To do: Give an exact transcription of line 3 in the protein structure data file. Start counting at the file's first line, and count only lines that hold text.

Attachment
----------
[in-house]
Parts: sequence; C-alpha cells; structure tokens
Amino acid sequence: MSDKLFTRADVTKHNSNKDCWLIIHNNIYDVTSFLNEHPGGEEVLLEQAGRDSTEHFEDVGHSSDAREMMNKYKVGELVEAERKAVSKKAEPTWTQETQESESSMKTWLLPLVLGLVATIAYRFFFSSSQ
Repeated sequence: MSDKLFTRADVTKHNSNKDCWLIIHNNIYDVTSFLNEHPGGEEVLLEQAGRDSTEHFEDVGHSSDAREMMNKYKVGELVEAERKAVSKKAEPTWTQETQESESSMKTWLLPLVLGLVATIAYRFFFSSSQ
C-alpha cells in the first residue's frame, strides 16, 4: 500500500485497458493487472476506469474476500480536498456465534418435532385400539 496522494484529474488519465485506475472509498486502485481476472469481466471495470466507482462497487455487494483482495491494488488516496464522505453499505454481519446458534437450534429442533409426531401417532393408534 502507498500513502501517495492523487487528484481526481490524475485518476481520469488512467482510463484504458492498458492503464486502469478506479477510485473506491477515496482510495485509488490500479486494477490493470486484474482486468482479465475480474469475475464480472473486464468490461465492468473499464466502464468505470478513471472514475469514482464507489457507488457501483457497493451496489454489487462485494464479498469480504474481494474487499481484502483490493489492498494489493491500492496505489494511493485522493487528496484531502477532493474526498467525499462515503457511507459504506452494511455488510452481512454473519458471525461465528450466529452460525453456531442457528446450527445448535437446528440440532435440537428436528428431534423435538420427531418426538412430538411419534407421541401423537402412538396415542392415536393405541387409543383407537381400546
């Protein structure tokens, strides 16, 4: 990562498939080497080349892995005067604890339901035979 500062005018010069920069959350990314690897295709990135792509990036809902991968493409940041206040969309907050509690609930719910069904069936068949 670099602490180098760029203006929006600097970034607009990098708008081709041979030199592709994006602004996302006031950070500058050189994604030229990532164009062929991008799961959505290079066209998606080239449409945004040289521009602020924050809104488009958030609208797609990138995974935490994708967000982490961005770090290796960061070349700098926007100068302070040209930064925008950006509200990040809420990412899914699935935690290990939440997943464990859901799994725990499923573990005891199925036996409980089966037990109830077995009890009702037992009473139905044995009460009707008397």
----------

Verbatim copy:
Amino acid sequence: MSDKLFTRADVTKHNSNKDCWLIIHNNIYDVTSFLNEHPGGEEVLLEQAGRDSTEHFEDVGHSSDAREMMNKYKVGELVEAERKAVSKKAEPTWTQETQESESSMKTWLLPLVLGLVATIAYRFFFSSSQ